Yet now the danger exists that there is too much emphasis only on the electoral level. This new project could pick up support if it manages to organise resistance to the cuts of both the Social Democrat-led Vienna city government and the national ÖVP-Green coalition. In this way, it could attract people who are disappointed by both the Greens and the Social Democrats (SPÖ). But “Links Wien’s” programme does not mention either. At the time of writing, it focuses mainly on an academic layer and adopts an identity politics approach to the issues faced by women and migrants. But this could change if other layers looking for an alternative to join.
This initiative also vaguely refers to the need to get rid of capitalism. But it does not say what the alternative should be – a socialist alternative, in our view. Despite its weaknesses, the new project is an opportunity for the left. The fact that more people originally wanted to attend the launch meeting than the 500 that the venue could accommodate shows the vacuum that currently exists and that there are people are looking for an alternative.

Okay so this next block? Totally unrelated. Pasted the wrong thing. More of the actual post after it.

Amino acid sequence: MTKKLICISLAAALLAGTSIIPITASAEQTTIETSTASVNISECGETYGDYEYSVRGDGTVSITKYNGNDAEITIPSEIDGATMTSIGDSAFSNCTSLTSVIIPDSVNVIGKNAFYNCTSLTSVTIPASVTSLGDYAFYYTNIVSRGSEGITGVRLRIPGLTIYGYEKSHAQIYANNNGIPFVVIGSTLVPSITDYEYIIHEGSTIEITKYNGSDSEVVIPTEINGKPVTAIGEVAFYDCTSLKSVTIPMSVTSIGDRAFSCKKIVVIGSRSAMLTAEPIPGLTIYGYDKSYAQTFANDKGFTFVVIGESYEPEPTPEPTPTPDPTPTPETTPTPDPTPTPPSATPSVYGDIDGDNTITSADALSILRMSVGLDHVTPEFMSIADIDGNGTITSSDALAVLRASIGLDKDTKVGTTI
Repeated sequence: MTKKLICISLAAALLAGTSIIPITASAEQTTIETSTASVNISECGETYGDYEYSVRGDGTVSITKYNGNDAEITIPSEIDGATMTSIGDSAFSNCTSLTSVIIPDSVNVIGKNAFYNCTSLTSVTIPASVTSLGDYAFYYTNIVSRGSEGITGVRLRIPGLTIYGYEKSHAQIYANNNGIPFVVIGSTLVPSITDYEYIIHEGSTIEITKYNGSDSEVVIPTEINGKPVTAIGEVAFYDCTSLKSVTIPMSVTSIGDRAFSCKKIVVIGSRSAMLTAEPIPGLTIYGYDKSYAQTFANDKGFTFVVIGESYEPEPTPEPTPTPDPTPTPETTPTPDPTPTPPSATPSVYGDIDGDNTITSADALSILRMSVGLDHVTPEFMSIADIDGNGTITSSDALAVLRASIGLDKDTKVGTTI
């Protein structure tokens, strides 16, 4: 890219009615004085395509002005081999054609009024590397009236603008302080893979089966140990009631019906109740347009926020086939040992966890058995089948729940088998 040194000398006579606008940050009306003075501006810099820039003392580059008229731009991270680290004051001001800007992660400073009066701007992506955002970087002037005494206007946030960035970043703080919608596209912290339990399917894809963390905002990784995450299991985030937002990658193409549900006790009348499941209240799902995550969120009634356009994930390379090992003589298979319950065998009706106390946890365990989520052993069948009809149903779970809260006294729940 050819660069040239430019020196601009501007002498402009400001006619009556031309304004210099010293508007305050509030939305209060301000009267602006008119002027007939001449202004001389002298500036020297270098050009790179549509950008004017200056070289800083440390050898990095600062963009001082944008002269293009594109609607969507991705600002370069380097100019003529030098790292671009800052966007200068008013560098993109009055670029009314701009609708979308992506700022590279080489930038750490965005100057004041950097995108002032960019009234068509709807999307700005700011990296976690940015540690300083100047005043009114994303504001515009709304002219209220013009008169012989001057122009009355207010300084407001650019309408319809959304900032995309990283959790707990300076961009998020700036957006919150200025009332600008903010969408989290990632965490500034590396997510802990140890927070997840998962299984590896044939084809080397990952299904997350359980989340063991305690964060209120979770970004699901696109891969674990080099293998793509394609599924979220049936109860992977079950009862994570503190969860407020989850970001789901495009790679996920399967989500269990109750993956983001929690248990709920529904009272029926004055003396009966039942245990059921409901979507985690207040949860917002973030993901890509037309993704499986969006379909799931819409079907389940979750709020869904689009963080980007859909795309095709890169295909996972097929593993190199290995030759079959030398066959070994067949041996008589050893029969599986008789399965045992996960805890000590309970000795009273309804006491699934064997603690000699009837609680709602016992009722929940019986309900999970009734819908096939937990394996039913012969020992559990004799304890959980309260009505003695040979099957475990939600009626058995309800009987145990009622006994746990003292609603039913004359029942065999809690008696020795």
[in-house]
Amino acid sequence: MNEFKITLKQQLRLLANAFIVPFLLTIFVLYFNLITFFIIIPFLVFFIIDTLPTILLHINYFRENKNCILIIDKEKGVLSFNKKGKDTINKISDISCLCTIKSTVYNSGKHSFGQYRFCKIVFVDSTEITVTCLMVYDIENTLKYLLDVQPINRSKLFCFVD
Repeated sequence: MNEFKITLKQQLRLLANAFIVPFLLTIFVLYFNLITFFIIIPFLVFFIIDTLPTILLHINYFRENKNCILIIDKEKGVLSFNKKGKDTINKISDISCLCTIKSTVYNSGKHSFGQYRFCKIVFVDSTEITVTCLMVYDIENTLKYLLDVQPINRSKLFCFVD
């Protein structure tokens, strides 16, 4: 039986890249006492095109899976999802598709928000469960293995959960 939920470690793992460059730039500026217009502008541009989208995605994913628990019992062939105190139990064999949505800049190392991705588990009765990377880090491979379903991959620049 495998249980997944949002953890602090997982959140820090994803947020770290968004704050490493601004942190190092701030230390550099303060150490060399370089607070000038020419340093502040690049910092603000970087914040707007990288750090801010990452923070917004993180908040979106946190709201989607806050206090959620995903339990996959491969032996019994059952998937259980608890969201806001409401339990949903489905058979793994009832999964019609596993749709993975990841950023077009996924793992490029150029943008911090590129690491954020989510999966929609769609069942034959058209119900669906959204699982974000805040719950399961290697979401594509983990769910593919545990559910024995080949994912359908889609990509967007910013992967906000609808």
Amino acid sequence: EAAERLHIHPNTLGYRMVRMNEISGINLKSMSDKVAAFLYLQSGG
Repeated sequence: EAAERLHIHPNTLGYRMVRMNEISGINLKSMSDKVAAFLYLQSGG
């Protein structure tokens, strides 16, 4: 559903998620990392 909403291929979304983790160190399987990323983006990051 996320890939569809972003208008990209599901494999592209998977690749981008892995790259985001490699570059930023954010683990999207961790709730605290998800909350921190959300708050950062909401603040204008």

The situation in Austria at the present time is changing. The economic situation is beginning to cool down and the new government will no doubt have to react to that. The first stirrings of class struggle are beginning to be felt in workplaces. We have to build a socialist alternative that is able to fight on the immediate issues while at the same time building a movement to end capitalism and transform our lives in a society that meets the needs of the many instead of serving the profits of few.